There is growing concern regarding opiod use prior to a total knee replacement (TKR), and recent research has suggested that preoperative opioid use may lead to worse pain outcomes following surgery. A team of investigators at Brigham and Women’s Hospital evaluated pain relief associated with TKR in patients who had used opioids before their procedure and compared it to pain relief in patients who had not. The authors found that patients who had higher pain catastrophising, the degree of an exaggerated, negative response to pain, were more likely to take opioids for pain relief. They found that patients who used opioids to manage their knee pain before their total knee replacement had less pain relief after the operation. The study was published in the Journal of Bone and Joint Surgery.
“With these study results, we’d encourage physicians to consider discussing long term implications of opioid therapy with their patients,” says Elena Losina, PhD, lead author, director of the Policy and Innovation Evaluation in Orthopedic Treatments Center and co-director of the Orthopedics and Arthritis Center for Outcomes Research at Brigham and Women’s Hospital. “Although each patient case is different, patients and physicians should discuss the potential impact of using opioids in patients with knee osteoarthritis who are likely to consider total knee replacement within the next two years.”
Knee osteoarthritis is a condition associated with significant activity limitation and chronic pain. While a TKR is an effective treatment in relieving pain and restoring function, patients spend an average of 13 years using non-surgical options for pain management including the use of non-steroidal anti-inflammatory drugs, physical therapy, and intra-articular injections. As the authors quote in the paper, the United States has spent over $1.5 billion annually on prescription opioids for people with knee osteoarthritis. Additionally, opioid utilization has increased drastically, with nearly 40 percent of Medicare patients with knee osteoarthritis receiving at least one opioid prescription in 2009. Although previous studies have suggested that using opiods preoperatively is associated with poor pain outcomes, the research was based on limited sample sizes and pain catastrophizing was not considered.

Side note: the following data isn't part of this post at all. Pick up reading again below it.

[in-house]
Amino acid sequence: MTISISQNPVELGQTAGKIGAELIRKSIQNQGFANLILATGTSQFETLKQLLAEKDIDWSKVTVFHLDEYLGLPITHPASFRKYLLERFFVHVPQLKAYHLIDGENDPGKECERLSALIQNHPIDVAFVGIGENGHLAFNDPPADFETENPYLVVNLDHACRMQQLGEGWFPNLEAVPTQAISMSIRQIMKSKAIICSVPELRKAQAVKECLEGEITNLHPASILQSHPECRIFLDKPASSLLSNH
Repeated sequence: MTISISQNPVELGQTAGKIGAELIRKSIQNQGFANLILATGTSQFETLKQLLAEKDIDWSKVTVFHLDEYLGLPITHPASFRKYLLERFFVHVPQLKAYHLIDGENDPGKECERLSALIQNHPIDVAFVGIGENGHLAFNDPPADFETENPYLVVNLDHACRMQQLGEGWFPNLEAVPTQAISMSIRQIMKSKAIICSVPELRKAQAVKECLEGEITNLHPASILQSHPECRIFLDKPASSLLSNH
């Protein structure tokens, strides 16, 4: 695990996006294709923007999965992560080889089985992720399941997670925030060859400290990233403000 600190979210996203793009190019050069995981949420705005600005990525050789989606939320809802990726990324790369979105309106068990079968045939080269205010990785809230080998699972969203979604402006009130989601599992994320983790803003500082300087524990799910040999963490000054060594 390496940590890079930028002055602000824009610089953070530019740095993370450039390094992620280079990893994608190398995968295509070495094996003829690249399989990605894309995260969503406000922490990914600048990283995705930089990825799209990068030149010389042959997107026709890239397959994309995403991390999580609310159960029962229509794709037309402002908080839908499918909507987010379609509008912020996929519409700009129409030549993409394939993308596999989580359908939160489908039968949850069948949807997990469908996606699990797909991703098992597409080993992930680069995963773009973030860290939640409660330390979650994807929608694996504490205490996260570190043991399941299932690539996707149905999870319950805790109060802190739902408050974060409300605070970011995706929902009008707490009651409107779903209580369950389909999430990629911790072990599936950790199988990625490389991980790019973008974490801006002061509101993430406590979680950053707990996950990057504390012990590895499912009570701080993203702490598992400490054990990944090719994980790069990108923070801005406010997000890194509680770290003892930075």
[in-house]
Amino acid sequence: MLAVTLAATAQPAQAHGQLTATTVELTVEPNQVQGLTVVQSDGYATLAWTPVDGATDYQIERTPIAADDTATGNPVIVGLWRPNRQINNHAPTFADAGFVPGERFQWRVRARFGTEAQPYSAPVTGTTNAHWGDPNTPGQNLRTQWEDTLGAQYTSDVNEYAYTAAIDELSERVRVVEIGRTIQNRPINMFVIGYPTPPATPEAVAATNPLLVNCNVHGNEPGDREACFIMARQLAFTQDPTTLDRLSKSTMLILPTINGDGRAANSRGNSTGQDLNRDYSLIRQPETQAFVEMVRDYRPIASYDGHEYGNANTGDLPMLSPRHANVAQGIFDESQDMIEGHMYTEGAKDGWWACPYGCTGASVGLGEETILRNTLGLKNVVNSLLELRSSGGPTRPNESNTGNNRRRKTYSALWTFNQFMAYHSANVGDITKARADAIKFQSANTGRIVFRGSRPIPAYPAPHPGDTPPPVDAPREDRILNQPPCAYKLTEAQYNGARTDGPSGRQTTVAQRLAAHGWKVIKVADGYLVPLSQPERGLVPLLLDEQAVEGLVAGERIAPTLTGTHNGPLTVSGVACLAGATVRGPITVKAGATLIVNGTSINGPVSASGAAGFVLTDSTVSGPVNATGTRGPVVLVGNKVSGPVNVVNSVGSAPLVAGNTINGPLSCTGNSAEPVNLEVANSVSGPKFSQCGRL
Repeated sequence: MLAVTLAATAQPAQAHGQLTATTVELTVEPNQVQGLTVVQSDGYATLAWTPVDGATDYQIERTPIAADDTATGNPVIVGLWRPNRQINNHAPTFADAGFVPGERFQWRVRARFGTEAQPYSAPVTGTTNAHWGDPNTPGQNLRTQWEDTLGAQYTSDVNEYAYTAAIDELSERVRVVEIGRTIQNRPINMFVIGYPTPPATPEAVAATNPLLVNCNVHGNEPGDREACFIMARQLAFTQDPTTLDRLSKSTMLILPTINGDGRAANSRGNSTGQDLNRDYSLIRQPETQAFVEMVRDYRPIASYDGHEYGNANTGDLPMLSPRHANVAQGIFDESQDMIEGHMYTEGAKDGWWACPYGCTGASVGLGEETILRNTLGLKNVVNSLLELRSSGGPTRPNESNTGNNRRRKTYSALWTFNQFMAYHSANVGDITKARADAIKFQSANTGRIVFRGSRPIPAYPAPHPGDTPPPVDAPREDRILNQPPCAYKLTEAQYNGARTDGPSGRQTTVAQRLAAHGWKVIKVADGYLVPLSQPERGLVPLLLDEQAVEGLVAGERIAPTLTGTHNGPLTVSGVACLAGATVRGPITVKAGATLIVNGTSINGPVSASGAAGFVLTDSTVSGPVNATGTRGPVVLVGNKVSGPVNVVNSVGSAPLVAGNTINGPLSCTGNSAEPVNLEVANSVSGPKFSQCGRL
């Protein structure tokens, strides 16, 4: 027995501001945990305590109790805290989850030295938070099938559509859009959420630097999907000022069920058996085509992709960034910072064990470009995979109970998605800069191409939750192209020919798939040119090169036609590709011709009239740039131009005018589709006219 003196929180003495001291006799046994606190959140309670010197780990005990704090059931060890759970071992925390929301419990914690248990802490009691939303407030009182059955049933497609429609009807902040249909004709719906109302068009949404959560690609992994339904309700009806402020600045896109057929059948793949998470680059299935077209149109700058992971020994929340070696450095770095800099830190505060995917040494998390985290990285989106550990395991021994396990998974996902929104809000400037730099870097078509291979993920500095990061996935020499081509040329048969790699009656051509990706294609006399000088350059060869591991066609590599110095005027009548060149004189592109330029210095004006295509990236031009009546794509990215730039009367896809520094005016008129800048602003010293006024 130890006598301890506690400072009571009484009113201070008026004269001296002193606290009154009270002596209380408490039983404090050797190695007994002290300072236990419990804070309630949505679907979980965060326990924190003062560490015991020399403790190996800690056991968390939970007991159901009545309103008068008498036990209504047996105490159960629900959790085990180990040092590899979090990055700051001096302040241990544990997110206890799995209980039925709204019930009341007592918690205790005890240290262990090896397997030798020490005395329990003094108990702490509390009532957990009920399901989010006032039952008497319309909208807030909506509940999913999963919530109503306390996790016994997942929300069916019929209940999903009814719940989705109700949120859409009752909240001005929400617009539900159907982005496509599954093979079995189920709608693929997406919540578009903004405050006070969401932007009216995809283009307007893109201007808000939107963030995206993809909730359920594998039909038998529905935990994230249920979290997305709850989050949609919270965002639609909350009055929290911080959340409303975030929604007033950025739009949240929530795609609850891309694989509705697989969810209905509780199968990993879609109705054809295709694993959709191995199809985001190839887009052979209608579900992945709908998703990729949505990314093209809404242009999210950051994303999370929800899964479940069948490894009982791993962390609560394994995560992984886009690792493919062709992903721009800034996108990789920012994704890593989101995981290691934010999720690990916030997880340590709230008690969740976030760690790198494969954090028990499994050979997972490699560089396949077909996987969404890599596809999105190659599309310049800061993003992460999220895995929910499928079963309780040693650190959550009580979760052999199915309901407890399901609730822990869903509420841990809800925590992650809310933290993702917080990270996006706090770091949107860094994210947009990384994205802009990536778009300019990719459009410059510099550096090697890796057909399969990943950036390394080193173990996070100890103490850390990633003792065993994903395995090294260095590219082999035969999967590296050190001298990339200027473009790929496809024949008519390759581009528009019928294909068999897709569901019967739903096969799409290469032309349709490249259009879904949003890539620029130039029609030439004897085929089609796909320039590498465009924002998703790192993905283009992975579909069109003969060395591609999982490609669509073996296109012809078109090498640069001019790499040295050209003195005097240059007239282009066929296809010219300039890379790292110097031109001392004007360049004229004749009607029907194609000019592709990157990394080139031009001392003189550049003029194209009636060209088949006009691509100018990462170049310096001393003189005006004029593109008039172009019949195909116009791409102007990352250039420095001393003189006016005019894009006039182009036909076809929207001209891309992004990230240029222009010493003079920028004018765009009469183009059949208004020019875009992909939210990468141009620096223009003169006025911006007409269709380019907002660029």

The team reviewed data from 156 patients who had TKR at an average age of 66. They collected patient-reported outcomes and demographic data both before and six months after surgery, and abstracted data regarding opiod use from the patients’ medical records. Researchers found that prior to surgery, 23 percent of patients had at least one opioid prescription.
Using standard pain scales (Pain Catastrophizing Scale, the Western Ontario and the McMaster Universities Osteoarthritis Index (WOMAC)), researchers quantified the pain experiences of patients undergoing TKR. Researchers used sophisticated analytic methods to compare the change in the WOMAC pain score six months after knee surgery and establish the difference between patients who had and those who had not used opioids before TKR. Researchers found that the patients who used opioids prior to surgery had about 9 percent less pain reduction at six months following surgery.
“Our findings support previous research that indicated preoperative opiod use was associated with worse clinical outcomes. This data demonstrates that preoperative opioid use may also lead to lesser pain relief in the early postoperative period,” says Losina.
The researchers also note that since the U.S. spends over $1.5 billion annually on prescription opioids for patients with knee osteoarthritis, and nearly $30 billion on illicit use, reducing the use of opioids may decrease their harmful effects. Clinicians and policy makers may consider limiting the use of opioids prior to TKR to optimize post-TKR pain relief.